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How Should Employers Avoid Micromanagement?

July 10, 2014 at 8:19 AM

Although micromanagers usually face the disdain of HR experts and most members of the workforce, in some ways, their intent is in the right place--it's their execution and habits that are annoying and counterproductive. Yet, according to an Accountemps survey, a full 6 of 10 US workers indicate they have worked for micromanagers at some point during their career.

Historical data indicate that micromanaging causes decreases in worker productivity, morale and job satisfaction. The inability to successfully delegate responsibility to others is the commonly accepted reason for managers developing this annoying practice. However, there may be a more basic underlying foundation for this habit.

Trust Issues?

Could it be trust issues that fuel this management 'style?' How, you ask?

  • Managers may lack trust in themselves to make the best decisions.

  • Possibly, managers may not trust their teams to process tasks or projects successfully.

Managers who have a 'perfectionist' personality are particularly prone to micromanaging. They often believe no one can complete details as well as they do it. In a way, this is the unspoken basis for the business theory icon, "The Peter Principal."

Since many employers historically promote from within those employees who have performed exceptionally individually, they often wonder why the same superstars fail miserably in line management positions. Were these employees simply promoted to their personal 'level of incompetence' or has management ignored the signs that these workers have neither the training nor the aptitude for managing others?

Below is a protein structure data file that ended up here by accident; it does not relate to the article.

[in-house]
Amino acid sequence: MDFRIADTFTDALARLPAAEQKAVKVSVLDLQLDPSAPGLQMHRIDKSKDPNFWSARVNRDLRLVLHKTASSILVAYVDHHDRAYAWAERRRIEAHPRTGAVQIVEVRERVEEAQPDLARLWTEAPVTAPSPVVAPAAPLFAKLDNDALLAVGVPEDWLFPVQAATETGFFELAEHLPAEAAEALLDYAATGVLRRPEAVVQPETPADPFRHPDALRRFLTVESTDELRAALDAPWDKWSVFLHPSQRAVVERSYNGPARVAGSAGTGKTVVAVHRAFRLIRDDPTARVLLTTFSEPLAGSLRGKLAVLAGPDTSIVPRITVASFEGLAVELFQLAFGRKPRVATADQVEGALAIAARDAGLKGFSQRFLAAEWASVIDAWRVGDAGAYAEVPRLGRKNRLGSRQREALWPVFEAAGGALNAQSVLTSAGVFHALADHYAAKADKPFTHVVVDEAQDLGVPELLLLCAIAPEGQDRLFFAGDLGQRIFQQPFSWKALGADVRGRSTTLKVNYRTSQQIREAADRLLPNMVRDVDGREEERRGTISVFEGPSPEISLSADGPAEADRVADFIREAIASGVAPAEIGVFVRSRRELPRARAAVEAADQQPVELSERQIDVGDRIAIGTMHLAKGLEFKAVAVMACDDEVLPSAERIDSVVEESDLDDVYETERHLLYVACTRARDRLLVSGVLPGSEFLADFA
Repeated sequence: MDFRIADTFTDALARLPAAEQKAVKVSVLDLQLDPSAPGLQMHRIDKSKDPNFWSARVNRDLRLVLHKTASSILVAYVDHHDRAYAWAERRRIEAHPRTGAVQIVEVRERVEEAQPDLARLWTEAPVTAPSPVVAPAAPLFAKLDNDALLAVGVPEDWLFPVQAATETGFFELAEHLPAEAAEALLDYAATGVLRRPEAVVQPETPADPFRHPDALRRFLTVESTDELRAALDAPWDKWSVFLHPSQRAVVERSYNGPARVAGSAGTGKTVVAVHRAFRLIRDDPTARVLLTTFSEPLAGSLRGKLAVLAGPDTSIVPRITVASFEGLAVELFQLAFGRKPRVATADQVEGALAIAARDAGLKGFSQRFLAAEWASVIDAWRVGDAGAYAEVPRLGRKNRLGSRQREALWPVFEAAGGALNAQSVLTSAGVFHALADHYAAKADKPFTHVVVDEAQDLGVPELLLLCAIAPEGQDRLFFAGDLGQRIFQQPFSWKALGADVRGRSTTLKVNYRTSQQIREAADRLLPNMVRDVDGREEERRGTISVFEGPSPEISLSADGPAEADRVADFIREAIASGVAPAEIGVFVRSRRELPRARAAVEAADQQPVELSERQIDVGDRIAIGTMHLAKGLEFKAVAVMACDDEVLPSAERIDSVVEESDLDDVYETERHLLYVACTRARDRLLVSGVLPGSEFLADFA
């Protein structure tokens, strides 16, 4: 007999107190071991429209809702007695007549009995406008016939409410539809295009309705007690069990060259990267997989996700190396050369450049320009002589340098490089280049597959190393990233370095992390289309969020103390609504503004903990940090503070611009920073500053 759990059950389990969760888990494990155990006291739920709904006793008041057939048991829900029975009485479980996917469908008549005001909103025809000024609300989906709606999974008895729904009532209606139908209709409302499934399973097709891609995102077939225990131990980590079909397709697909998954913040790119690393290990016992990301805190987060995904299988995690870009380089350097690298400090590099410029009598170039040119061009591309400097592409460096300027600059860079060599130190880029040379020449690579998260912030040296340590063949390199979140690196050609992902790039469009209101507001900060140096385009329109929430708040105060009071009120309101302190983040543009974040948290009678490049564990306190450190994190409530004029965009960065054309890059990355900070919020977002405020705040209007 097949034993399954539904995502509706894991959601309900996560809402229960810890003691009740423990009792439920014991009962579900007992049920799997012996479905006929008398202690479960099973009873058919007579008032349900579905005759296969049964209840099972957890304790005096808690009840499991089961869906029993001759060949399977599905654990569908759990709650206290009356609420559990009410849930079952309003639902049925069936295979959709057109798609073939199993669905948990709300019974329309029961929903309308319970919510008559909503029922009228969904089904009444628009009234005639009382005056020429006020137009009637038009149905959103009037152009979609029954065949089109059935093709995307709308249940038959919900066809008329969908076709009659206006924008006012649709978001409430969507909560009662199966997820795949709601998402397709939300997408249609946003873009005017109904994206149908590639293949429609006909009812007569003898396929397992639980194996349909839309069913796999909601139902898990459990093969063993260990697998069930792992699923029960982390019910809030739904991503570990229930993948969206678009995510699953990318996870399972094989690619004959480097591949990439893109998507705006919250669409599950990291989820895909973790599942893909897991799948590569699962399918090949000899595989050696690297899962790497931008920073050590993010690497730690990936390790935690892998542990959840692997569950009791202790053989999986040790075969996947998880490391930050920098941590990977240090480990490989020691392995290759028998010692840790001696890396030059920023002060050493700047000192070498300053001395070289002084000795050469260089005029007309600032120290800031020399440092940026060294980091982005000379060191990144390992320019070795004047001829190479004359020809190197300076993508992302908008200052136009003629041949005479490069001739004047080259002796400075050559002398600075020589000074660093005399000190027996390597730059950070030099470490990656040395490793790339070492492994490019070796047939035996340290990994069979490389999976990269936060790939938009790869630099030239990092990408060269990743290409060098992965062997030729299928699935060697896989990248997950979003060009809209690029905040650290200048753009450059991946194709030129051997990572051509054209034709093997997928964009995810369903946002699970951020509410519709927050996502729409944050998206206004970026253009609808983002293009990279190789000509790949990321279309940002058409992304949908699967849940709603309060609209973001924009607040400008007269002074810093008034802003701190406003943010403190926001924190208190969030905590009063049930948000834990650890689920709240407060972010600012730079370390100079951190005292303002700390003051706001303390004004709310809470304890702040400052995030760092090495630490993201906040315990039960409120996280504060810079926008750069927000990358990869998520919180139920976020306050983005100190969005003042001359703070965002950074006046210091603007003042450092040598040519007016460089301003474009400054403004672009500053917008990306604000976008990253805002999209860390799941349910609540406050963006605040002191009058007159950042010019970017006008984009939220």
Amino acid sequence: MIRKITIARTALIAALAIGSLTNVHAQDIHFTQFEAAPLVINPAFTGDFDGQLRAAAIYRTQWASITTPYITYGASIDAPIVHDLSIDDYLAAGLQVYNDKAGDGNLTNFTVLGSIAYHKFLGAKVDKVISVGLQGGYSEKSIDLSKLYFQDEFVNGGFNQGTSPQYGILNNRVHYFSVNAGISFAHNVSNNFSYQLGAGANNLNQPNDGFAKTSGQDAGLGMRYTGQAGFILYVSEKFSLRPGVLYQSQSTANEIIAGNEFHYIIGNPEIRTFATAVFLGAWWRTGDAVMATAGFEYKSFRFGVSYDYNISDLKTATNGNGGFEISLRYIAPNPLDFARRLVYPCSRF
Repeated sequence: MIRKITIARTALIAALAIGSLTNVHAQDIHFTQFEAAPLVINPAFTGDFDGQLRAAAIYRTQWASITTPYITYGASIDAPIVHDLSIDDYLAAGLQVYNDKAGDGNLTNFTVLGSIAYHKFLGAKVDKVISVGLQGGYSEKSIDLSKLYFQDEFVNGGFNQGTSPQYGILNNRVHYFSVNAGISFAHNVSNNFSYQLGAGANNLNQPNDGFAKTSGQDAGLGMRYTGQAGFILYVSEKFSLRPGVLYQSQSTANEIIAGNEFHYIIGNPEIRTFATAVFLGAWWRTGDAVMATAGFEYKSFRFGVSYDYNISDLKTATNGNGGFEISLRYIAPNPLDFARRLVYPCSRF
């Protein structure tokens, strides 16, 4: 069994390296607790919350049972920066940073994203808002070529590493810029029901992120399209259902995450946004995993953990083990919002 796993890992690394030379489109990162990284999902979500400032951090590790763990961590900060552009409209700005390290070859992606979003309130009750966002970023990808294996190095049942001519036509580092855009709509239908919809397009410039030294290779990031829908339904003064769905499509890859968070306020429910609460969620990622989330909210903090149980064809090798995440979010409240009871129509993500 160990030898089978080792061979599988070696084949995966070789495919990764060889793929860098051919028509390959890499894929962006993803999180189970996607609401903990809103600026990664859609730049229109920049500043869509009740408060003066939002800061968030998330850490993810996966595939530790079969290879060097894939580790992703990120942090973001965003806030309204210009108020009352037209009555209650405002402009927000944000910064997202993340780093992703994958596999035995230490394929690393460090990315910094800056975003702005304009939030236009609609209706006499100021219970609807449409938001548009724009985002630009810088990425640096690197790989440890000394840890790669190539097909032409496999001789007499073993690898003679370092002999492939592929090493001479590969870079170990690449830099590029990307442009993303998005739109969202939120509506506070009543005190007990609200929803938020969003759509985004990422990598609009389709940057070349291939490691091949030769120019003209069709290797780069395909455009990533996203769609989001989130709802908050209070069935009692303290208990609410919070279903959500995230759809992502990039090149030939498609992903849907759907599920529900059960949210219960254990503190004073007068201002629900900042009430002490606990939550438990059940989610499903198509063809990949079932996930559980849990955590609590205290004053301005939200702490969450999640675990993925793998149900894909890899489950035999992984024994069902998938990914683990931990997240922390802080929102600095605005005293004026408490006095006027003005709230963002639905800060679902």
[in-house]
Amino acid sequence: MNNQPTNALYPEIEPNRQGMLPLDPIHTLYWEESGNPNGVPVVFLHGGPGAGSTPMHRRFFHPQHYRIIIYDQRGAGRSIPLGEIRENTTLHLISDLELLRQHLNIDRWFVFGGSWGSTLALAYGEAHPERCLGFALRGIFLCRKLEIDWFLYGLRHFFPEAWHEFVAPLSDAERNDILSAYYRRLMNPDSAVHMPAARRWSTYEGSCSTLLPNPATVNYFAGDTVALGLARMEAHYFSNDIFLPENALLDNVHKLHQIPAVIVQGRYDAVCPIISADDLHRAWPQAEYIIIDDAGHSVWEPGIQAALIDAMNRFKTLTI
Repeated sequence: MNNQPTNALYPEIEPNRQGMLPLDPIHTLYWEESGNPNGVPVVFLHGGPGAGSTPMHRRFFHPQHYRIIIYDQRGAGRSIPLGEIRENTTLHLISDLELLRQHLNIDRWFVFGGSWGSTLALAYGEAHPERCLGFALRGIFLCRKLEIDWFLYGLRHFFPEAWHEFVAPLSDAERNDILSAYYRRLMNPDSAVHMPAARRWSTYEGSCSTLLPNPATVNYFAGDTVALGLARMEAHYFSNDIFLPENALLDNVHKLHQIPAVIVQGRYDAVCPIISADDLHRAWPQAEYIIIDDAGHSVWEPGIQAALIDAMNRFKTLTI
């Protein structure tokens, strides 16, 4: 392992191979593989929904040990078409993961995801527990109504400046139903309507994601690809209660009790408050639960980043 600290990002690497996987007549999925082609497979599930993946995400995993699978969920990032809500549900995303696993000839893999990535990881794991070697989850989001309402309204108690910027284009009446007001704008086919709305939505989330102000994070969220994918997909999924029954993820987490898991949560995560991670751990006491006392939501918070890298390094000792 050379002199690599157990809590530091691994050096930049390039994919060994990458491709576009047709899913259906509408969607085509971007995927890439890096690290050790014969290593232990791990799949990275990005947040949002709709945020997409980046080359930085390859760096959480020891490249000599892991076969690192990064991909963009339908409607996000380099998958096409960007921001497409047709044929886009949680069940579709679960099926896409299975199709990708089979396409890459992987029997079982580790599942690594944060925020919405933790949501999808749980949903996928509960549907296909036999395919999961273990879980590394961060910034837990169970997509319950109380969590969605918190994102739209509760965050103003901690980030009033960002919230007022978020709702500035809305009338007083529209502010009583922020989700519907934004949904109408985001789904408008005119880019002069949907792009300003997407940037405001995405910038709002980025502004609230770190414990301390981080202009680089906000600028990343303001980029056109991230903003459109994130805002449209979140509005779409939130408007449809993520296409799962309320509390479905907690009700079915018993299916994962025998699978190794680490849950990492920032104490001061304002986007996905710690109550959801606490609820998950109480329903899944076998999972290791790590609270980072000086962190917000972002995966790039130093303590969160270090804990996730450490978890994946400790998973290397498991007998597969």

How Employers Can Avoid Micromanagment

  • Make a commitment to recruit the 'right' candidates. Screen candidates to find those dedicated to accountability.

  • Create peer pressure on workers to be accountable to each other. Your corporate culture will determine employee behavior; if it's positive, so are your employees. If it's not, you experience performance and accountability problems.

  • Be clear with your expectations for your staff. When your workers know what you or the company expects from them, it becomes easier to avoid micromanaging and equally easier to delegate responsibility.

  • Offer 'ownership' in the company. A popular mantra for companies is their stated desire for workers to produce as if they were entrepreneurs or owners of the company. Install recognition, bonus and/or profit sharing programs that help workers feel like owners. Most will also perform because they care about their company.

  • Install HR software solutions that automate multiple processes. This provides added time to focus on employee and management development. Using employee information software helps smaller companies stay in compliance, while freeing up scarce time needed to create the atmosphere of accountability and eliminate micromanagement tendencies of entrepreneurs.

Just as HR software solutions offers affordable automation solutions for smaller businesses, these tips will help companies install effective measures to curtail micromanaging, improving staff and manager performance. Commit to some or all of these suggestions to avoid the dangers of micromanagement.

Tags: HR software small business employee information
Category: HR Software Solutions

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